Recognising International Quality Assurance Activity in the European Higher Education Area (RIQAA)
Read the Final Project Report
The RIQAA project revealed that quality assurance agencies have rapidly expanded their international activities, while higher education institutions are keen to take advantage from the opportunities of a cross-border external review. But even though cross-border reviews are a reality in almost all EHEA member countries, only a small number of countries allow their higher education institutions to work with a suitable quality assurance agency from abroad.
International evaluations or accreditations in these countries often happens in addition and parallel to the national, mandatory external quality assurance, rather than being recognised as part of it. This leads to an unproductive duplication of efforts and does not contribute to promoting a genuine European dimension to quality assurance.
Higher education institutions consider as main benefits the development of an international profile, a review that best suits their needs, and enhanced recognition of their degrees
In order to enhance cross-border external quality assurance and to promote the European dimension in quality assurance, a number of recommendations have been formulated with a view to the upcoming EHEA Ministerial Communiqué in May 2015 in Yerevan. EHEA ministers and governments are therefore recommended to fully implement their commitments made in the Bucharest Conference and in particular to:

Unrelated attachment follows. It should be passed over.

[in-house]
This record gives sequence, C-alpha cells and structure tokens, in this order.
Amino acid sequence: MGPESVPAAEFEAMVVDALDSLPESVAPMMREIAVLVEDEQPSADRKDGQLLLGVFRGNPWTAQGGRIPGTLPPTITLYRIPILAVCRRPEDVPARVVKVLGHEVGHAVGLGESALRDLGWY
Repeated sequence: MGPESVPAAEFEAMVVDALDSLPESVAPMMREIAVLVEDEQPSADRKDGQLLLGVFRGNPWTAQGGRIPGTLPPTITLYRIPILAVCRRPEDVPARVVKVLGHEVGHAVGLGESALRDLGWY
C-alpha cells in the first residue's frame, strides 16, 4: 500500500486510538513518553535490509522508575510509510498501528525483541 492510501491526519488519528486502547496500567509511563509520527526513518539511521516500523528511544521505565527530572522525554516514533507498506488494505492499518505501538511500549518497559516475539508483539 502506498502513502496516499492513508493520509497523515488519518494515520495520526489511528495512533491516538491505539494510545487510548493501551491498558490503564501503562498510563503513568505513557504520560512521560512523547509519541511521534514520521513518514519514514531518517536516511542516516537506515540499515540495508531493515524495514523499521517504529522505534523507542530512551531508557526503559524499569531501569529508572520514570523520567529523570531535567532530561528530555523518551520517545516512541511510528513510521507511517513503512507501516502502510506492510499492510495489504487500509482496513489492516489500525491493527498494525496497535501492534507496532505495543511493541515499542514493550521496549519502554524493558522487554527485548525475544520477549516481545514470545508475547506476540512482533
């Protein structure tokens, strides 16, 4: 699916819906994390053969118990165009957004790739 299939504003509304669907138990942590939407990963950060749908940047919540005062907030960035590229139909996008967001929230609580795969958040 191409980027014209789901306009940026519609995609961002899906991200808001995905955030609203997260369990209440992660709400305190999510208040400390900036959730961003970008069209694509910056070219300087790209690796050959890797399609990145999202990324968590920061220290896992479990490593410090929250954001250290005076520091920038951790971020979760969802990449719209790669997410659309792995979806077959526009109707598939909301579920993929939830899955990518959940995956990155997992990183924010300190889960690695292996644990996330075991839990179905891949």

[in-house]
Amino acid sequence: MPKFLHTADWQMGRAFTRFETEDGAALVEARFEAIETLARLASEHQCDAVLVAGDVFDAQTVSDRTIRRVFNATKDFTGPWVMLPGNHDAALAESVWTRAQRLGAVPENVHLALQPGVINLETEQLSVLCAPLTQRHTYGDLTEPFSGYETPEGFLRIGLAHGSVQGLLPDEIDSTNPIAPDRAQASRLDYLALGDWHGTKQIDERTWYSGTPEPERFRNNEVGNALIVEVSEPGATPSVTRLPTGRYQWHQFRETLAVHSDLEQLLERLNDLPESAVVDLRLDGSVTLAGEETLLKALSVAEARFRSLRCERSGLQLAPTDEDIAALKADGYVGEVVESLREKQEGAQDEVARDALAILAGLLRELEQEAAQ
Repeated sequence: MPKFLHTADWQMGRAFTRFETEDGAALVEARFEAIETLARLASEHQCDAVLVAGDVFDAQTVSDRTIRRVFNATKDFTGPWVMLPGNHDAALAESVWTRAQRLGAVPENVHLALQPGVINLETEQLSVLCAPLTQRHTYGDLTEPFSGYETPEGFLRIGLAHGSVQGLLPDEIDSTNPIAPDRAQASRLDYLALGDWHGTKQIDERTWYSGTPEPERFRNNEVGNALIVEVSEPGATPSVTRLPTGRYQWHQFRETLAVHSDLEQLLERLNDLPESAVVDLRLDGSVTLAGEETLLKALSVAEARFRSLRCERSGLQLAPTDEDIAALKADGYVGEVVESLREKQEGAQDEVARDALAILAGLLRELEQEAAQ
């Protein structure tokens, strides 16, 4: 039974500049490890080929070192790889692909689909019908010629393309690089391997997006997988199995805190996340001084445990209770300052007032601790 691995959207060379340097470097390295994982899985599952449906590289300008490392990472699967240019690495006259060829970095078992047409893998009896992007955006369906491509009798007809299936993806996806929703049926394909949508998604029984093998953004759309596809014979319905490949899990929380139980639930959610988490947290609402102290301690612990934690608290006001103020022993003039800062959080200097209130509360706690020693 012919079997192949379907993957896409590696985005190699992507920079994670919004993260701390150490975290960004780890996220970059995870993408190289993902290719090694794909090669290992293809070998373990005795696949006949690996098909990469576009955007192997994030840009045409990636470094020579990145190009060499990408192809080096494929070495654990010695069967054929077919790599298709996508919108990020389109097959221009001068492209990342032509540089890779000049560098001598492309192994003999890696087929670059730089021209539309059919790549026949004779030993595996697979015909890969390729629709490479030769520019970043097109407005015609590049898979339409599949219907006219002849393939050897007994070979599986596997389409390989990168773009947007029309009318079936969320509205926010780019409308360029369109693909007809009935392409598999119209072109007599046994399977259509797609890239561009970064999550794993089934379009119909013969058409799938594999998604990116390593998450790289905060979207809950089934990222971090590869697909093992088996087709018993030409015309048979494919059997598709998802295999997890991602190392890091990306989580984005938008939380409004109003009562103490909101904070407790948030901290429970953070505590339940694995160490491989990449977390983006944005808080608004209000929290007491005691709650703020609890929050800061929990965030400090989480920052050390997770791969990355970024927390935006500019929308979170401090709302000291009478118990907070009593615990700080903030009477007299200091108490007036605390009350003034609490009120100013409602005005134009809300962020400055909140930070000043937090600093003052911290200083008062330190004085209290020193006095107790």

- recognise their higher education institutions’ responsibility for their own quality and enable them to choose a non-national EQAR registered quality assurance agency (in fulfilling their initial or periodic accreditation, evaluation or audit);
- recognise the use of ESG as a common basis for quality assurance in the EHEA and remove additional requirements on top of EQAR registration for quality assurance agencies before being able to operate in their country;
- provide clear and transparent information (in English as well) on the conditions under which foreign EQAR-registered agencies may operate in their country;
- review national regulations that present obstacles to the ESG-compliant external quality assurance framework, thus help their national agency/agencies to be compliant with the ESG by adapting legislation where necessary;
- strengthen EQAR by becoming Governmental Member and participating actively in the organisation’s work.
The last two chapters of the report elaborate further on the conclusions and contain additional recommendations, addressed to quality assurance agencies, higher education institutions and EQAR.
The project promotes international, cross-border quality assurance activities and approaches. At the same time it aims to provide evidence on the benefits for higher education institutions to work with quality assurance agencies from other countries on the basis of the European Standards and Guidelines for Quality Assurance (ESG) as a common frame of reference and using the European Quality Assurance Register for Higher Education (EQAR) as a guarantor of the ESG.